A greater form of freedom

Talk of ‘rights’ has peaked. It’s time to embrace ‘freedom from harm’ as a principle that can drive cohesion, says Suzanne Stein.

Last century, action for change was mostly led by the notion of individual freedom, supported by western ideologies of agency; now, that perspective may be changing. We are witnessing the pernicious effects of taking these liberties on our social commons. Paradoxically, we limit our collective freedom when we each exercise it alone.

Rather than ‘freedom to’, it may be the principle of ‘freedom from harm’ that can ensure a cohesive society, and enable us to handle and mitigate inter-related economic and environmental challenges. A Freedom From may include `polluted water’. Polluted water may arise from business practices that solely look at economic profit. The effects are not only environmental but may displace communities and cultures. By taking ‘Freedom From’ principles into account, organizations may strive for the quadruple bottom-lines of: economic, social, cultural and environmental. This will lead to innovation and future prosperity and vibrancy.

The still-cherished ‘right’ to individual autonomy and action, is what Isaiah Berlin would call a positive liberty. Our insistence on it undermines our ability to question the diseased practices and structures that threaten to severely limit our future choices and freedoms. Turning the tide means looking at the ways in which we, as both individuals and collectives, cause harm — with intent or through neglect.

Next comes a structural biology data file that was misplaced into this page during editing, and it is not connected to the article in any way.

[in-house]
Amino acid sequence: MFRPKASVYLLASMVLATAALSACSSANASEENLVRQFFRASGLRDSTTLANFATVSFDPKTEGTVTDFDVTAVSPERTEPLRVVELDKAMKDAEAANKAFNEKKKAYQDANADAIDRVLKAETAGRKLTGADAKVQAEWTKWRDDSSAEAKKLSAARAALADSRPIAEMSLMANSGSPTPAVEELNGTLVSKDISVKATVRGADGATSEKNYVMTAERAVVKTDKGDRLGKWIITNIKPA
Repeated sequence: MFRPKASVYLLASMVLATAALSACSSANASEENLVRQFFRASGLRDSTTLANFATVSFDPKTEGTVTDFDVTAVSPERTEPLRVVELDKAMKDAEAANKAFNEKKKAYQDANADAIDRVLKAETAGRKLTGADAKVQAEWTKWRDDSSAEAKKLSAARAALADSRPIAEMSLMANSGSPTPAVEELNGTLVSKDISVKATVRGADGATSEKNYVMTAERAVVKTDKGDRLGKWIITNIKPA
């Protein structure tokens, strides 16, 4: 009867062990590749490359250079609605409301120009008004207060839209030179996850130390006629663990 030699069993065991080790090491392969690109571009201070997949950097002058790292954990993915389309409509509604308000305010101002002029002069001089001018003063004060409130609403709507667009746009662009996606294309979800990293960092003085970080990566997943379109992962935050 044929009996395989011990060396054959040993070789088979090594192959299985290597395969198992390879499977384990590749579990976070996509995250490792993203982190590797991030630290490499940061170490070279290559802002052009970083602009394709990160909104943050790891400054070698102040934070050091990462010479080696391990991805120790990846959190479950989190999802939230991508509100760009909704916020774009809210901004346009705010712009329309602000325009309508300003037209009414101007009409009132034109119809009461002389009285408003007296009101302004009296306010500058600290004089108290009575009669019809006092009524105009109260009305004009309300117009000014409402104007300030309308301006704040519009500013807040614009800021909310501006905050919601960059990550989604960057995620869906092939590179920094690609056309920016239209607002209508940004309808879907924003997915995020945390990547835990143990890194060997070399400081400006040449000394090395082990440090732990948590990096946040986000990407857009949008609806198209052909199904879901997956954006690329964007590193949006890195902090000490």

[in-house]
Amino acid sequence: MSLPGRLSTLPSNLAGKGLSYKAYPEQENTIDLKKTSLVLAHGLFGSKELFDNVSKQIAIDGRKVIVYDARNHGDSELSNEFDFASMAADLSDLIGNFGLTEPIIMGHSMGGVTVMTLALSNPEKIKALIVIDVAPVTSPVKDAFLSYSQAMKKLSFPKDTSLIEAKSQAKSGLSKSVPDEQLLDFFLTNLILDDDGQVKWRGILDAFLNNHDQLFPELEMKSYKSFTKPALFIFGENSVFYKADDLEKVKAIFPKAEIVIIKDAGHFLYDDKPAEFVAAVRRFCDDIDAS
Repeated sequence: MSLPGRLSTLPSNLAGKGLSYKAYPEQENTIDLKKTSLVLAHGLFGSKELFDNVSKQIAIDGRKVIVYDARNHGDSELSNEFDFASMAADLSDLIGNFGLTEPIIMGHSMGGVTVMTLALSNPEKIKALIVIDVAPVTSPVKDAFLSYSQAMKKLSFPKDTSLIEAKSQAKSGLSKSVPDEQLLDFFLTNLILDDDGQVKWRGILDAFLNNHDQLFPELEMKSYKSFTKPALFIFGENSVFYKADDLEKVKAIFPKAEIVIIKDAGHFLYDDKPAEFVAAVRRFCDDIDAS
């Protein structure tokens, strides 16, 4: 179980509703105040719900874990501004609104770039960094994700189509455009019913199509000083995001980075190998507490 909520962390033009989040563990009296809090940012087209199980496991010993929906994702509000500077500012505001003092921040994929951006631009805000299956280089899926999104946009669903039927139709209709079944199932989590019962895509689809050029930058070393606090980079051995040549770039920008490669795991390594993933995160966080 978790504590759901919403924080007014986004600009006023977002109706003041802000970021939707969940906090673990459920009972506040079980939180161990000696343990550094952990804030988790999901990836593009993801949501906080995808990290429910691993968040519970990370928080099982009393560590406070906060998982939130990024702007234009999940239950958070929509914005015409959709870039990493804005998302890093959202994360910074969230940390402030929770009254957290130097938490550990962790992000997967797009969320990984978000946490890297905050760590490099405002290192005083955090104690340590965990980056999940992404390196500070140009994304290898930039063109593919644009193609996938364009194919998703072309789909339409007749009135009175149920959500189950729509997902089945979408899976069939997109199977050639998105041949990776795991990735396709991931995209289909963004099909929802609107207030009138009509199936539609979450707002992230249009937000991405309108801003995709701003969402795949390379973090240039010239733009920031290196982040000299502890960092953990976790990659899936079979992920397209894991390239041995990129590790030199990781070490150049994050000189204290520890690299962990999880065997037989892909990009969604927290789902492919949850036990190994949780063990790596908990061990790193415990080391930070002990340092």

Recently 35 change-makers (story tellers and activists) gathered in the Super Ordinary Lab at OCAD University to identify the important issues that face the ‘unheard’ or marginalized voices within Canada today. We mapped the causal relationships from pre- 1400 to today, and explored the knock-on effects into the future 2050 — which does not look good.

The problems were “wicked” — to use Horst Rittel’s term: their dimensions and parameters are hard to determine and there is no stopping point as to their relational arenas of impact and effects. It is also difficult to intervene, without causing unintended, negative outcomes.

But the possibilities for change were also apparent. As all the issues are inter-connected, an active intervention in one area may have important remedial effects in another. A systems view is needed to work out how to intervene — and to make that intervention lasting, a paradigm shift is required.

The group concluded that acting as a cohesive and supportive social collective may be the only way forward. For instance, by addressing mental health and alcoholism, we may bring communities and individuals — including war veterans suffering from PTSD and women surviving domestic abuse — into a movement of positive social change and public address. By coming together to galvanize change, we can find ways beyond the polarizing views and solipsistic information filters that reinforce the dichotomies of self and other.

Our technologies of expression can enable dominant and abusive voices to silence others. But they also have the promise of connecting individuals and communities into multi-cited actions, empathic exchange and radical change.

Safe and open spaces for diverse expression and exchange are needed to support a holistic view, so we can work together to expand our collective freedom — now and in the long run. Organizations need to tap into their knowledge resources, embodied by the different individuals and view points of coworkers. They would benefit from extending this collective wisdom to others within the sectors, communities and systems within which they work.

Author: Professor Suzanne Stein is the Director of Super Ordinary Laboratory, OCAD (Ontario College of Art and Design) University in Canada.

Image credit: See-ming Lee / Flickr

Originally published at thefuturescentre.org on May 10, 2016.